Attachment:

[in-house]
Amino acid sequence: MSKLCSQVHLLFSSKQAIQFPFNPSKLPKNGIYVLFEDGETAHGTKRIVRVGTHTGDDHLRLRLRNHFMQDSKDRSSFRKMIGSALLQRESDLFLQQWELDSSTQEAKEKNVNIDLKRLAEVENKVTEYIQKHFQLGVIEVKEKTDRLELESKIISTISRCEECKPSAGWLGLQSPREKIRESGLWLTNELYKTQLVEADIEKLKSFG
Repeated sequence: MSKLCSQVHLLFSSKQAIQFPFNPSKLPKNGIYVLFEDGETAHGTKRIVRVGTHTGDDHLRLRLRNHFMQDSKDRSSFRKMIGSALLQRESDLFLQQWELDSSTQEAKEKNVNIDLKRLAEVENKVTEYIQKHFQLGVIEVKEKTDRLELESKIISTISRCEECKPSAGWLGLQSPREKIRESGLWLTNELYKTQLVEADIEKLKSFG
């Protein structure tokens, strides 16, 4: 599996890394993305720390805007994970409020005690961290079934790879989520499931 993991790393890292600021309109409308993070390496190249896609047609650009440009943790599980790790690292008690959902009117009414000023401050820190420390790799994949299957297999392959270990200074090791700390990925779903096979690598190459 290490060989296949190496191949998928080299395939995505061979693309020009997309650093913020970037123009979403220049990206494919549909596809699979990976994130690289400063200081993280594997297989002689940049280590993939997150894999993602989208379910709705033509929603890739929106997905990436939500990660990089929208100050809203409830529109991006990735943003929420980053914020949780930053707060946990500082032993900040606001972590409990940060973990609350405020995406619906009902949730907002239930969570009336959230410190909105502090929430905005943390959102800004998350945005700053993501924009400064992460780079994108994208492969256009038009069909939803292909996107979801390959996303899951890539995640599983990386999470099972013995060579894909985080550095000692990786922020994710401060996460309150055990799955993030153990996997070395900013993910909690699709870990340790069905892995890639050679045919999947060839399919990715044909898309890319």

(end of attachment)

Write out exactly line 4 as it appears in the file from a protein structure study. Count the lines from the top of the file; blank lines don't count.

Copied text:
């Protein structure tokens, strides 16, 4: 599996890394993305720390805007994970409020005690961290079934790879989520499931 993991790393890292600021309109409308993070390496190249896609047609650009440009943790599980790790690292008690959902009117009414000023401050820190420390790799994949299957297999392959270990200074090791700390990925779903096979690598190459 290490060989296949190496191949998928080299395939995505061979693309020009997309650093913020970037123009979403220049990206494919549909596809699979990976994130690289400063200081993280594997297989002689940049280590993939997150894999993602989208379910709705033509929603890739929106997905990436939500990660990089929208100050809203409830529109991006990735943003929420980053914020949780930053707060946990500082032993900040606001972590409990940060973990609350405020995406619906009902949730907002239930969570009336959230410190909105502090929430905005943390959102800004998350945005700053993501924009400064992460780079994108994208492969256009038009069909939803292909996107979801390959996303899951890539995640599983990386999470099972013995060579894909985080550095000692990786922020994710401060996460309150055990799955993030153990996997070395900013993910909690699709870990340790069905892995890639050679045919999947060839399919990715044909898309890319």